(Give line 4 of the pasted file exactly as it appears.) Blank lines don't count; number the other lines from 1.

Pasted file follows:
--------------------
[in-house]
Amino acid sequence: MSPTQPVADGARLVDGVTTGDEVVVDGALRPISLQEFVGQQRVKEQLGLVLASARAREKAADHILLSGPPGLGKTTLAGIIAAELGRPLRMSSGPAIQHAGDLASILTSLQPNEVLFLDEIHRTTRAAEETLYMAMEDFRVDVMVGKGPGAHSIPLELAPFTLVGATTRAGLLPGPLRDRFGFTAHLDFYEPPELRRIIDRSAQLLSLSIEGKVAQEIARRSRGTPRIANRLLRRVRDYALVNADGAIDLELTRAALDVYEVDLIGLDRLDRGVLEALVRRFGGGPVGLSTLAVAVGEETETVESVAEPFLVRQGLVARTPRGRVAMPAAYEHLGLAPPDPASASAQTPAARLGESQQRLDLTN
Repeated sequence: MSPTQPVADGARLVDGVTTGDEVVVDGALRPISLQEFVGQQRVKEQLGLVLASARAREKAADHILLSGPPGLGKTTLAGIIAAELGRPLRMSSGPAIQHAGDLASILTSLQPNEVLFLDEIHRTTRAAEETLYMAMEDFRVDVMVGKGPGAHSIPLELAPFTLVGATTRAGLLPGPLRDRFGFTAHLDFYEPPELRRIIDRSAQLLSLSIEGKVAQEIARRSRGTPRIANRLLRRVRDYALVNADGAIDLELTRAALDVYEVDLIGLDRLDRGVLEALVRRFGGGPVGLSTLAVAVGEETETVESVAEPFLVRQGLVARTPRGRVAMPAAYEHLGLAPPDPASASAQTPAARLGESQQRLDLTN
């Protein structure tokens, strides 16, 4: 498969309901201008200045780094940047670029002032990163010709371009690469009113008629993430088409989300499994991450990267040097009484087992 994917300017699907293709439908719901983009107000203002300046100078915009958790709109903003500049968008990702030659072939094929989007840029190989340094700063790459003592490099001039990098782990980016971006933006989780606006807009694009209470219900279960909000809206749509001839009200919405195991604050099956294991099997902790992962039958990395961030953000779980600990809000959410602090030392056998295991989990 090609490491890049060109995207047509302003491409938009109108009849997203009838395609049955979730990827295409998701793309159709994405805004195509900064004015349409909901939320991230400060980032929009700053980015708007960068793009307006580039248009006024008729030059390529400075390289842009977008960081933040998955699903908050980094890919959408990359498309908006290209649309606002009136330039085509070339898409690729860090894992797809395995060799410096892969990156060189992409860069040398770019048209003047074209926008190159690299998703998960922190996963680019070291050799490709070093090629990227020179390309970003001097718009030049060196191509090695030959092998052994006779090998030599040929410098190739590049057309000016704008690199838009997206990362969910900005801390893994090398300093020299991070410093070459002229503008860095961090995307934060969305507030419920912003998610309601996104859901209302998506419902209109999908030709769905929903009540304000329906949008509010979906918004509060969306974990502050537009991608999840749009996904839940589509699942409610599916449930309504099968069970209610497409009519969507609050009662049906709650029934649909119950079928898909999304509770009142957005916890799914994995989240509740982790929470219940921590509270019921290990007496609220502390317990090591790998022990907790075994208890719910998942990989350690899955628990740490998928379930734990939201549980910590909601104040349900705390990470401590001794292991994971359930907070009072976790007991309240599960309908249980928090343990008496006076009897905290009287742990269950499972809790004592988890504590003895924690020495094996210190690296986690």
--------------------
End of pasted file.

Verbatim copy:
């Protein structure tokens, strides 16, 4: 498969309901201008200045780094940047670029002032990163010709371009690469009113008629993430088409989300499994991450990267040097009484087992 994917300017699907293709439908719901983009107000203002300046100078915009958790709109903003500049968008990702030659072939094929989007840029190989340094700063790459003592490099001039990098782990980016971006933006989780606006807009694009209470219900279960909000809206749509001839009200919405195991604050099956294991099997902790992962039958990395961030953000779980600990809000959410602090030392056998295991989990 090609490491890049060109995207047509302003491409938009109108009849997203009838395609049955979730990827295409998701793309159709994405805004195509900064004015349409909901939320991230400060980032929009700053980015708007960068793009307006580039248009006024008729030059390529400075390289842009977008960081933040998955699903908050980094890919959408990359498309908006290209649309606002009136330039085509070339898409690729860090894992797809395995060799410096892969990156060189992409860069040398770019048209003047074209926008190159690299998703998960922190996963680019070291050799490709070093090629990227020179390309970003001097718009030049060196191509090695030959092998052994006779090998030599040929410098190739590049057309000016704008690199838009997206990362969910900005801390893994090398300093020299991070410093070459002229503008860095961090995307934060969305507030419920912003998610309601996104859901209302998506419902209109999908030709769905929903009540304000329906949008509010979906918004509060969306974990502050537009991608999840749009996904839940589509699942409610599916449930309504099968069970209610497409009519969507609050009662049906709650029934649909119950079928898909999304509770009142957005916890799914994995989240509740982790929470219940921590509270019921290990007496609220502390317990090591790998022990907790075994208890719910998942990989350690899955628990740490998928379930734990939201549980910590909601104040349900705390990470401590001794292991994971359930907070009072976790007991309240599960309908249980928090343990008496006076009897905290009287742990269950499972809790004592988890504590003895924690020495094996210190690296986690």